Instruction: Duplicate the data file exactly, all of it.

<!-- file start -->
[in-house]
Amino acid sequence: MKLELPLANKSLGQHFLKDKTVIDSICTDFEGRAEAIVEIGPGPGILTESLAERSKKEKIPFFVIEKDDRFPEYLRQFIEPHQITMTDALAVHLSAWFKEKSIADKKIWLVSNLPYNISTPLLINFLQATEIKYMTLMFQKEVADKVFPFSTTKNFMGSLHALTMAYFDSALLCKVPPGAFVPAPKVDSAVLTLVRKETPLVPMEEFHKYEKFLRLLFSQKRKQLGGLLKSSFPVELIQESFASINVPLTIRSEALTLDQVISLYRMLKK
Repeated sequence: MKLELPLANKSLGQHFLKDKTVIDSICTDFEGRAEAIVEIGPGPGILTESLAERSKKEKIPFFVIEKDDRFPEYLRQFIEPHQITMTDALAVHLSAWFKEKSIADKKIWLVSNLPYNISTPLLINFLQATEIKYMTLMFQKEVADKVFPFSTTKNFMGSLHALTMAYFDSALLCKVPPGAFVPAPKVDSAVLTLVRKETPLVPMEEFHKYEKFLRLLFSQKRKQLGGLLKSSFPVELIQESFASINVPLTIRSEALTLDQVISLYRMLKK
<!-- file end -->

[in-house]
Amino acid sequence: MKLELPLANKSLGQHFLKDKTVIDSICTDFEGRAEAIVEIGPGPGILTESLAERSKKEKIPFFVIEKDDRFPEYLRQFIEPHQITMTDALAVHLSAWFKEKSIADKKIWLVSNLPYNISTPLLINFLQATEIKYMTLMFQKEVADKVFPFSTTKNFMGSLHALTMAYFDSALLCKVPPGAFVPAPKVDSAVLTLVRKETPLVPMEEFHKYEKFLRLLFSQKRKQLGGLLKSSFPVELIQESFASINVPLTIRSEALTLDQVISLYRMLKK
Repeated sequence: MKLELPLANKSLGQHFLKDKTVIDSICTDFEGRAEAIVEIGPGPGILTESLAERSKKEKIPFFVIEKDDRFPEYLRQFIEPHQITMTDALAVHLSAWFKEKSIADKKIWLVSNLPYNISTPLLINFLQATEIKYMTLMFQKEVADKVFPFSTTKNFMGSLHALTMAYFDSALLCKVPPGAFVPAPKVDSAVLTLVRKETPLVPMEEFHKYEKFLRLLFSQKRKQLGGLLKSSFPVELIQESFASINVPLTIRSEALTLDQVISLYRMLKK